How close are we to a world where every paper on programming languages is accompanied by an electronic appendix with machinechecked proofs? To gauge progress in this area, we issue here a set of challenge problems, dubbed the POPLmark Challenge, chosen to exercise many aspects of programming languages that are known to be difficult to formalize. A valid solution to the challenge will consist of appropriate software tools, a language representation strategy, and a demonstration that this infrastructure is sufficient to formalize the challenge problems. The POPLmark team explains,
We are not ourselves automated reasoning experts but rather potential users; our impression is that current tools are almost at the point where they can be used routinely. It's time to bring mechanized metatheory to the masses  go to it! A New Approach to Abstract Syntax with Variable BindingPitts and Gabbay, A New Approach to Abstract Syntax with Variable Binding, FAC 2001. In the lambda calculus, the particular choice of variable names  even free variables  is irrelevant. Names serve two purposes:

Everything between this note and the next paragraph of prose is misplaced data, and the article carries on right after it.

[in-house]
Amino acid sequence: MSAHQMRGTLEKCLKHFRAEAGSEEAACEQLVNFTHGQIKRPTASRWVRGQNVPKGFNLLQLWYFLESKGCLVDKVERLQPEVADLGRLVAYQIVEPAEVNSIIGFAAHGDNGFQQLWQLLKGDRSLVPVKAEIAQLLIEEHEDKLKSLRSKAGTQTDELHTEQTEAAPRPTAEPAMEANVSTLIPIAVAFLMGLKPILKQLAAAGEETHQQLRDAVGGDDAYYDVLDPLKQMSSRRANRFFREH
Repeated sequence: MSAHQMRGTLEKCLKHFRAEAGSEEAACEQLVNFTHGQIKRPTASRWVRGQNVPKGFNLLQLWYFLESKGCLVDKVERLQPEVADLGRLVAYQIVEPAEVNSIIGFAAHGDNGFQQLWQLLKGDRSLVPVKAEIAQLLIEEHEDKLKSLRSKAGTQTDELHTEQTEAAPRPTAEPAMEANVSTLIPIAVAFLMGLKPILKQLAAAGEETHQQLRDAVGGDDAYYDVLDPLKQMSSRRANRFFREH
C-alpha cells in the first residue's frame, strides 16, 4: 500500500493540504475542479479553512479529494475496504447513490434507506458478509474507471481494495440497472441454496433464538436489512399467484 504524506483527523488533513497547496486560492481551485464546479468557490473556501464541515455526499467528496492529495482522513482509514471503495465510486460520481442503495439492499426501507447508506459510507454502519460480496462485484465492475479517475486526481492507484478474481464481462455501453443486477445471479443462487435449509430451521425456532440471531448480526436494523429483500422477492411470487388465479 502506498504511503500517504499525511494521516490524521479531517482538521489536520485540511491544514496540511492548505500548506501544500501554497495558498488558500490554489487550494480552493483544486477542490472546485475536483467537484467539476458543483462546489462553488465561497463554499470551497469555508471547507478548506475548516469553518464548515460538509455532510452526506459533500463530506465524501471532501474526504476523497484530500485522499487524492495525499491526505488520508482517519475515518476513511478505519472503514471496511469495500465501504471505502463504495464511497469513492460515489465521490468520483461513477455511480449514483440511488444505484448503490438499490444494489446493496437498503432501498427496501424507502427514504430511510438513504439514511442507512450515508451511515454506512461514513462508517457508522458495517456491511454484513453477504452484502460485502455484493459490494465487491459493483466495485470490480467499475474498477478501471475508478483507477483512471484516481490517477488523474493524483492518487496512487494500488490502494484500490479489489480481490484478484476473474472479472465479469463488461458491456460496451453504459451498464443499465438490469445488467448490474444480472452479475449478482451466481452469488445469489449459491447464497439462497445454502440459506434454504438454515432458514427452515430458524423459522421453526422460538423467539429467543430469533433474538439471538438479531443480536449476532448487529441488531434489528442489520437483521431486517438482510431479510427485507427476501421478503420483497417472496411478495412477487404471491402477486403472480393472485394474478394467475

In a theory of binders, only the latter purpose is relevant. This is why it's so annoying to have to deal with captureavoiding substitution, the Barendregt variable convention,
There are several standard ways to deal with this. Generating fresh names with This paper introduces a theory of fresh names that restores algebraic reasoning, referential transparency, and structural induction to algebraic datatypes with a HOASlike notation for introducing binders into an abstract syntax. This is the settheoretical basis for the authors' work on FreshML and FreshO'Caml, which we've discussed a little bit on LtU in the past. By Dave Herman at 20050314 15:53  Lambda Calculus  MetaProgramming  Theory  7 comments  other blogs  5945 reads